There is a moment in the 1994 movie Speed which suddenly transforms the movie from a good action movie into an exhilarating thrill ride: it is the moment when the bus goes over 50 mph. From that moment on, the movie, which was already good, becomes great, as an intelligent thriller results, with complication after complication thrown in our characters’ faces. Raymond Chandler’s novel The Long Goodbye contains the exact opposite of this moment: it begins as an intelligent and rather enjoyable story, but suddenly transforms into a mind-numbingly painful experience when it reaches Chapter 13.
Before I go any further, let me say two things. First off, a confession: I did not finish reading this book. Second off: I absolutely despise Raymond Chandler. [Also, be warned: I avoid rude language in my reviews because I believe in using intelligent language, but I found it unavoidable today, and the nicest term I could think of to describe just about all the characters appears quite often: “jackass”. I considered replacing it with “Pineapple”, but it came across as too silly. So "jackass" it is.]
If you’re still in the room, I assume you want to hear more. Well, let me put it this way: Raymond Chandler is an awful writer. Oh, I discovered one or two neat things about him while reading The Long Goodbye, but my general impression remains the same. I cannot understand why so many profess to enjoy reading his books. Raymond Chandler’s world is an openly hostile, grim, and bleak one. I admit there is something to be said for his writing style, which is nice, but you need more than just good prose in a book.
But let’s get back to The Long Goodbye. As I said, the book begins intelligently, as a rather poignant tale of futile sacrifice. It is not a mystery, but a story of character about a person who happens to be a private detective and who happens to get himself mixed up in a murder. It is well-written, with a note of passion to it and a curious note of poignancy. I was surprised that I liked it. Oh, sure, Raymond Chandler’s flaws were apparent, but they didn’t interfere too severely. The most prominent problem was Chandler’s universe, which is not merely dark— it is practically inhuman. Almost every character is absolutely unredeemable, and those who weren’t could be classified merely as “recognizable humans”.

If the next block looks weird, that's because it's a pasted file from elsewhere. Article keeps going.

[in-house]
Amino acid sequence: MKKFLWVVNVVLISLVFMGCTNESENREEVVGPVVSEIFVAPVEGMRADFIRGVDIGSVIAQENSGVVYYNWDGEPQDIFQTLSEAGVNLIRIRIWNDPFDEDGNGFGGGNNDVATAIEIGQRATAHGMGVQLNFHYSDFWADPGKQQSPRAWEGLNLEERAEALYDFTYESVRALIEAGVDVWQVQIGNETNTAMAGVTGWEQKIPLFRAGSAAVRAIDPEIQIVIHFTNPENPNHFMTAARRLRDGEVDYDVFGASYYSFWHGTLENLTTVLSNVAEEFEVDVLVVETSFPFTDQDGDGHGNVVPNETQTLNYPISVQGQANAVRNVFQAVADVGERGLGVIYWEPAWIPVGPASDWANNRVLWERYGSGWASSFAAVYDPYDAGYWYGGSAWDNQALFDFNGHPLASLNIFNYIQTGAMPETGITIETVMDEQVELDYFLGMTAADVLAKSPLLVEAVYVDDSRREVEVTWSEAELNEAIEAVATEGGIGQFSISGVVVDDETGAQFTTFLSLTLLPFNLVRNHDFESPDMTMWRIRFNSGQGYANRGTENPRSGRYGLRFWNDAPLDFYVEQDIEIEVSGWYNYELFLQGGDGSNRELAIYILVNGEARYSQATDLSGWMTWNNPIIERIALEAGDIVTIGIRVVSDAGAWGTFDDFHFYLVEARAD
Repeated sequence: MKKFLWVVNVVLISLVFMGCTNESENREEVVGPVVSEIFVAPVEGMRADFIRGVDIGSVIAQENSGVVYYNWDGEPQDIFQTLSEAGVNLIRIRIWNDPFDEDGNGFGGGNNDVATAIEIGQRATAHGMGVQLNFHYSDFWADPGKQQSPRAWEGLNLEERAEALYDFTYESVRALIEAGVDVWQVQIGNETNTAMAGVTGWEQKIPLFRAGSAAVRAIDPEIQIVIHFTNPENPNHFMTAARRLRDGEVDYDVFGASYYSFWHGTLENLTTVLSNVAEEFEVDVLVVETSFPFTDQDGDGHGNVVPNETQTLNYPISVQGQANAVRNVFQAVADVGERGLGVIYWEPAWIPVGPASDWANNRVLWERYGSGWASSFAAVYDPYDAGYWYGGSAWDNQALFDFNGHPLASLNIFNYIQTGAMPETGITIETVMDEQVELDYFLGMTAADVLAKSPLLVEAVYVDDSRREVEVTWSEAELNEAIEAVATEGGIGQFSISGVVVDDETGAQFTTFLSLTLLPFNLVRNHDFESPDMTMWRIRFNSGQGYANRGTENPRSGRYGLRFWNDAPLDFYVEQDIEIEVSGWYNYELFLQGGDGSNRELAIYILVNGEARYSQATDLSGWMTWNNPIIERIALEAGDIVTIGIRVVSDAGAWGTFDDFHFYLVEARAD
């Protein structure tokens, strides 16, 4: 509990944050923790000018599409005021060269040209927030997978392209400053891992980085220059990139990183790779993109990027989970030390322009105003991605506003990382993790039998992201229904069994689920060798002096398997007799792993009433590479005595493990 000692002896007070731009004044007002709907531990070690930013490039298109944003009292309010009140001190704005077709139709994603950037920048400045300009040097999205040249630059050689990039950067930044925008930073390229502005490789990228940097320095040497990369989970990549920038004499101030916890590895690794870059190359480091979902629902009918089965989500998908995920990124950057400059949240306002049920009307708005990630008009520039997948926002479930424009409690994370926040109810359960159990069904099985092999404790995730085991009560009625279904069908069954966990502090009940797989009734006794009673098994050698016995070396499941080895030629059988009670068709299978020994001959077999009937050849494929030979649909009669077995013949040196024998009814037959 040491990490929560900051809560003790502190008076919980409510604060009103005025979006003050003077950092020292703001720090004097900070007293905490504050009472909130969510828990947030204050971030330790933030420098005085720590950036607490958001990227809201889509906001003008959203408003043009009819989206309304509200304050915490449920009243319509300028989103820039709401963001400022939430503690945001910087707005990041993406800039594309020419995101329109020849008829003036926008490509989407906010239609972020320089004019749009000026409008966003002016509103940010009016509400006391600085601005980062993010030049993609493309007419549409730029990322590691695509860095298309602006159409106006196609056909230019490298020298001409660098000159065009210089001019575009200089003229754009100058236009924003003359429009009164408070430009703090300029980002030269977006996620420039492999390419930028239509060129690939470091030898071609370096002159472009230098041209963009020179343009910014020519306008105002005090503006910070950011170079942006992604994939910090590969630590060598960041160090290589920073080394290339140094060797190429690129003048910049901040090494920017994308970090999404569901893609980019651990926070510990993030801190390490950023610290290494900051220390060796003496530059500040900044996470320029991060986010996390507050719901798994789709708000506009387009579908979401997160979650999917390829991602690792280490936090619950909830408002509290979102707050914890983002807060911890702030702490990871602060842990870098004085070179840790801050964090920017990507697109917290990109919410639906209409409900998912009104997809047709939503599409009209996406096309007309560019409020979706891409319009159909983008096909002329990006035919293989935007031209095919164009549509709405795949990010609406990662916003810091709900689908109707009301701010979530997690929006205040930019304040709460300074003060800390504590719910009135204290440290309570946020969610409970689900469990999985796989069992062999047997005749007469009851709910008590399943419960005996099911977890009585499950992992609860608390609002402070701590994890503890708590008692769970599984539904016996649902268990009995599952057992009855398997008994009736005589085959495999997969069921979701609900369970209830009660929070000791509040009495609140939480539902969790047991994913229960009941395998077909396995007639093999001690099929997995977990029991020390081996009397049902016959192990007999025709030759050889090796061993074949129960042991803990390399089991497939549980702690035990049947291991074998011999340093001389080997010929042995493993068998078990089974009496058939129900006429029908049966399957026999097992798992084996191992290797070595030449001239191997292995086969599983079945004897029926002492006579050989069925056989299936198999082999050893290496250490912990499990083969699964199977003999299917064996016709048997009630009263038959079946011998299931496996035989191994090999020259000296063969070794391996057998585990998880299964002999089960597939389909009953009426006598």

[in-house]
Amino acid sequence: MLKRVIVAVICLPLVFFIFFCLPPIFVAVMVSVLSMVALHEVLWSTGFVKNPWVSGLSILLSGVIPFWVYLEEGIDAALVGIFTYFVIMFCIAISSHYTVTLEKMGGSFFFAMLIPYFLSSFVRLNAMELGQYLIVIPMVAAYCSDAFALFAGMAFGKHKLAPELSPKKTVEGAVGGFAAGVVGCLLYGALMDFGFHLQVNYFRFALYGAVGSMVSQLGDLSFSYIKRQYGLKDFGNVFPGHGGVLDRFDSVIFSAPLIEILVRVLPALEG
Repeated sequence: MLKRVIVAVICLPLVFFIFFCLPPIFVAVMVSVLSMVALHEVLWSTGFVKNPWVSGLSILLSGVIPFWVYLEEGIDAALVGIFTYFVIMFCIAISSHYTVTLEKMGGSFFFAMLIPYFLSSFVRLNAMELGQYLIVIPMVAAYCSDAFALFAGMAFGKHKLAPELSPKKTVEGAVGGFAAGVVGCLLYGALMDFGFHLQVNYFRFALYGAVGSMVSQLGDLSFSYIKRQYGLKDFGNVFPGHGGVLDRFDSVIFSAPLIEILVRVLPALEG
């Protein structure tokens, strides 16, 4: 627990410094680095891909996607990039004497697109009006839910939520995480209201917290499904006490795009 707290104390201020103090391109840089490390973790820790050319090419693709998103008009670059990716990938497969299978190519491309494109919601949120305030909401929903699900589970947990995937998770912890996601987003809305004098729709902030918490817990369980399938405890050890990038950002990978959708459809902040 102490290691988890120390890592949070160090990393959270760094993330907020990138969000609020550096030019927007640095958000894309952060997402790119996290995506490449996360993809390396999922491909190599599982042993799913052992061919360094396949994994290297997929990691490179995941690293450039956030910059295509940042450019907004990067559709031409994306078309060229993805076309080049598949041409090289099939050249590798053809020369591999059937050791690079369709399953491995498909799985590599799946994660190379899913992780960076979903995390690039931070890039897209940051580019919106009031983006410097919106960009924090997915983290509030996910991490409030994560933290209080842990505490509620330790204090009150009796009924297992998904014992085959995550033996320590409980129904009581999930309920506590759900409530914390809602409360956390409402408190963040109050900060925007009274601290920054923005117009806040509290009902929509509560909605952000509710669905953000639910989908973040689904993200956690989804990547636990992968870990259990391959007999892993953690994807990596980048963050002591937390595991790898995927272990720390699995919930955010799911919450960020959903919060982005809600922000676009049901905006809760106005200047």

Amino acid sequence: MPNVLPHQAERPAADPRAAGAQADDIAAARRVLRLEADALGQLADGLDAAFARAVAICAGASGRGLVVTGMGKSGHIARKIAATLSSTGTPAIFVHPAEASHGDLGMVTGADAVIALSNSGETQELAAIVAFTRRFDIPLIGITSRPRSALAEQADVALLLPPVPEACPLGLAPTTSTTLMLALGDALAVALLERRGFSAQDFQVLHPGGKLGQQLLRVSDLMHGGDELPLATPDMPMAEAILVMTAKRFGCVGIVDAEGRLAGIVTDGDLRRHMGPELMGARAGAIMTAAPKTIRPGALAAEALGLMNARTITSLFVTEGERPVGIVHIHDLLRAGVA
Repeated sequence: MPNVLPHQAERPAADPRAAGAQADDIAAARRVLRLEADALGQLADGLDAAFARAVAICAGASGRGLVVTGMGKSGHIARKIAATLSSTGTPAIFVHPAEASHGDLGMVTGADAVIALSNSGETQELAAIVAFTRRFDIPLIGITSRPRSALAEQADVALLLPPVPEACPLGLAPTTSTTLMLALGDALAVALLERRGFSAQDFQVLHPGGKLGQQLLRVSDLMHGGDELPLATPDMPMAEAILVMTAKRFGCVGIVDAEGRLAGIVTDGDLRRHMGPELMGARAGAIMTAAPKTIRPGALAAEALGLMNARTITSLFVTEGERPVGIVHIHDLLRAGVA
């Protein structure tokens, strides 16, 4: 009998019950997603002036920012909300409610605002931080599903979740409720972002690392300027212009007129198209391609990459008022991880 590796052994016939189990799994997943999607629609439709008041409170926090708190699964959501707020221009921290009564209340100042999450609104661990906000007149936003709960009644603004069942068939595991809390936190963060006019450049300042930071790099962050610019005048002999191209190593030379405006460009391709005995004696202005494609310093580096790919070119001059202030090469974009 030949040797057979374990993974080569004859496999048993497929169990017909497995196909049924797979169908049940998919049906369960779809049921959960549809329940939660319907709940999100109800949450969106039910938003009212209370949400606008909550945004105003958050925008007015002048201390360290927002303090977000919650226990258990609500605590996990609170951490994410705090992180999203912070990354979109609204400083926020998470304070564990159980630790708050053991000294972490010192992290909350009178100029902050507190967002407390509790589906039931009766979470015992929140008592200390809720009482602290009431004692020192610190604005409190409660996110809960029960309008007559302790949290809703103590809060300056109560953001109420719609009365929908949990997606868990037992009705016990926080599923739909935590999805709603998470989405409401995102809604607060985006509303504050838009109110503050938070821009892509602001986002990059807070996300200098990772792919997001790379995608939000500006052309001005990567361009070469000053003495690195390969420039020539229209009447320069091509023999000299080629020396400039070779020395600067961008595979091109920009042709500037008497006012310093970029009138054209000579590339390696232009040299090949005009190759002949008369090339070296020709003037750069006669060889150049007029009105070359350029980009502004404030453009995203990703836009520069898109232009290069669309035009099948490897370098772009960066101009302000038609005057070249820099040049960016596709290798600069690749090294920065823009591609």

I was most surprised by the character of Philip Marlowe. My experience with Chandler beforehand extended only to The Big Sleep. I found it an incompetent book, with Marlowe being a complete jackass who had an unusual preoccupation with being as rude as possible to everyone. Here, I discovered he was a cynical person on the outside with a heart of gold beneath, with a moral code he refused to flaunt or to corrupt. That was admirable.
Unfortunately, the book suffers from a bad case of [Untitled] Syndrome. Here are the symptoms:
(a) The book starts off strong. You rather like it. Oh, sure, there are problems, but they don’t severely interfere.
(b) Those same problems suddenly stage a coup d’état, and just like that, the book drops in quality.
(c) You refuse to believe it’s so bad at first. After all, you were enjoying it only 25 pages ago… 45… 55… 61… 62… The harder you try to get through it, the more painful it gets.
I’ve already seen this a few times this year: John Rhode’s Mystery at Greycombe Farm and most notoriously, George Baxt’s The Affair at Royalties. Why is it called [Untitled] Syndrome? Well, because it’s such a bad effort, it doesn’t even bother naming its own syndrome. (Plus, I couldn’t come up with a catchier name.) The end result is nothing but frustration, and you feel like you’ve been robbed. That’s why I elected to stop reading The Long Goodbye.
It’s an appropriate title. I’m sure there’s something symbolic about it, but I refuse to sit around to find out what it is. But two words describe it so well: “long” and “goodbye!” (that last was a comment from me). This book is far too long. The plotting is awful and disjointed. The first 12 chapters I liked so much can be read as their own story. The next few chapters are also their own story. Then Raymond Chandler makes obvious attempts to create a connection between these stories for a third. Aside from the first story, none of these are interesting, and the second story is mind-bogglingly stupid.
Raymond Chandler famously wrote an essay on mysteries bashing almost every author he could lay his hands on because they showed no “realism”. This is a classic case of the pot calling the kettle black. Allow me to explain: Philip Marlowe is asked to find the novelist Roger Wade, who has disappeared after getting himself gloriously drunk. While drunk, he typed out two notes. One of these refers to F. Scott Fitzgerald, the other is a rhyme: “I do not like you, Dr. V. But right now you’re the man for me.” Observe the perfectly logical conclusion: this second note must be a clue to Wade’s location, because somebody in a cowboy outfit dropped him off home one time after he briefly disappeared. Also, Marlowe says so.